South-Western Legal Studies in Business

Race Track Spectator Warned of Dangers
Description Mississippi high court held that a spectator at a race track had to know of the obvious dangers of standing next to the track and, further, had signed a liability waiver that clearly stated the danger of being close to the racing cars.
Topic Torts
Key Words Negligence; Premises Liability; Liability Waiver; Race Track
C A S E   S U M M A R Y
Facts Massey paid to attend a race at a dirt track leased by Tingle, who operated Columbus Speedway. Massey, who had attended numerous races, paid an additional fee to be admitted to the pit area. She also signed a liability waiver prior to entry. It acknowledged the dangers of the area. While she was standing near the pit area behind a guardrail, using a stopwatch to clock a friend's time, an out of control car hit the guardrail, which struck Massey and inflicted serious injury. She sued Tingle for negligence for not having a stronger guardrail, for not providing her with a safer place near the pits, and failing to warn her of the danger of being where she was when injured. She claimed she had no idea what the liability waiver said. The trial court dismissed the suit. Massey appealed.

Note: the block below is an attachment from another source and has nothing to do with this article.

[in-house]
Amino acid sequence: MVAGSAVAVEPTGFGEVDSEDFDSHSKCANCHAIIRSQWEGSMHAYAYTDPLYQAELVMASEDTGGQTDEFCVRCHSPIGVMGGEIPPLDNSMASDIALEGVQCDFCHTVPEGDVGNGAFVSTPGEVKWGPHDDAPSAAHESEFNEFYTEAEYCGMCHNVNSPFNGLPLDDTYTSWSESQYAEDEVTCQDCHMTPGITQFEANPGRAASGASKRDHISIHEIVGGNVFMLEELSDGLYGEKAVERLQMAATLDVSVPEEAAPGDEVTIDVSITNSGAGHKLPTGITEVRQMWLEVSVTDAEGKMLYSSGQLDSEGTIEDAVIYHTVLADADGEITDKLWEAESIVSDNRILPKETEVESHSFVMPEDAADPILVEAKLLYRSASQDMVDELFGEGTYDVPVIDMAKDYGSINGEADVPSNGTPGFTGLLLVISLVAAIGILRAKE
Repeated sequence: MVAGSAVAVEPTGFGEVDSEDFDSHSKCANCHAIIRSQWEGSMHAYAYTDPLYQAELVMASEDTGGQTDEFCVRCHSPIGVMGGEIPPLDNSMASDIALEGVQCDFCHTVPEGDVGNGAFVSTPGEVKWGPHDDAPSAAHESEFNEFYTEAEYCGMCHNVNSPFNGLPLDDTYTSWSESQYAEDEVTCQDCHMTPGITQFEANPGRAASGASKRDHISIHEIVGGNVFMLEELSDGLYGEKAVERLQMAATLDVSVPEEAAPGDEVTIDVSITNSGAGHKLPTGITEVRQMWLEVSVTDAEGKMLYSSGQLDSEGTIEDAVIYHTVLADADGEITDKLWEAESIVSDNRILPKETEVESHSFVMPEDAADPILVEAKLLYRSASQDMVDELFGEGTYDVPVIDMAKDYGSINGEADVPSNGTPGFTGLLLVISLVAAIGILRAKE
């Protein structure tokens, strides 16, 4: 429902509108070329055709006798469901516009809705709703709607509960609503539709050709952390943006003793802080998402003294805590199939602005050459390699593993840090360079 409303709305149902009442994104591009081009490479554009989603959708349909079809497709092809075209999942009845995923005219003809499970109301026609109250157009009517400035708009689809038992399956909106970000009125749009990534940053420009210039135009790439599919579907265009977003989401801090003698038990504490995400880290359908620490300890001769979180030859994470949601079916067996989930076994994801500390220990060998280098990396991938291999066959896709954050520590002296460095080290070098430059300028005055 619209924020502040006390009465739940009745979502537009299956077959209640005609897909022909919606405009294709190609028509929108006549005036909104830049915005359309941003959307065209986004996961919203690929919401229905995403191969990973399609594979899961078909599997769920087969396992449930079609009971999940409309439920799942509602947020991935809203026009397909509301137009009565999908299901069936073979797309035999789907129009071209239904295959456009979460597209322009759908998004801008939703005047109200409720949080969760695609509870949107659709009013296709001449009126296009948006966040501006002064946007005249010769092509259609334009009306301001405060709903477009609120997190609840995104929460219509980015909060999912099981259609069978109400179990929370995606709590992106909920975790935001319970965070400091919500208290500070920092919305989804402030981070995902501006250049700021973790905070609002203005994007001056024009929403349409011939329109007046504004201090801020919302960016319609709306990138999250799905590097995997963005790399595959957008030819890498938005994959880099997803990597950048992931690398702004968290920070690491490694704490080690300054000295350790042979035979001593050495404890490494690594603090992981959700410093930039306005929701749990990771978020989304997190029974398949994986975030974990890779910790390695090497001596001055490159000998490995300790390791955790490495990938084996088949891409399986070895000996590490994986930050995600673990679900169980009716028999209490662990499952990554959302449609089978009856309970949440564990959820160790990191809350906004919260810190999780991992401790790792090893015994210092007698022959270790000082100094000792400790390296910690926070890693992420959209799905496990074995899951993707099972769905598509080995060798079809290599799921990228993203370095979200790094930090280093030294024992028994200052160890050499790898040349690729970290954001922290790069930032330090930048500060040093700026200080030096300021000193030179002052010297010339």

Decision

Affirmed. The track operator owes a duty to spectators to keep the premises reasonably safe and, when spectators wish to be located in unsafe areas, to warn them of non-obvious dangers. Massey signed a liability waiver that contained an adequate warning, in boldface type, that stated the dangers clearly. No one prevented her from signing the waiver without reading it. There was no failure to warn her of the danger. Further, she made the decision to stand next to the raceway, behind a guardrail, with cars going by at high speeds. She had to know of the open and obvious dangers involved in being so close to the track.

Citation Massey v. Tingle, 867 So.2d 235 (Sup. Ct., Miss., 2004)

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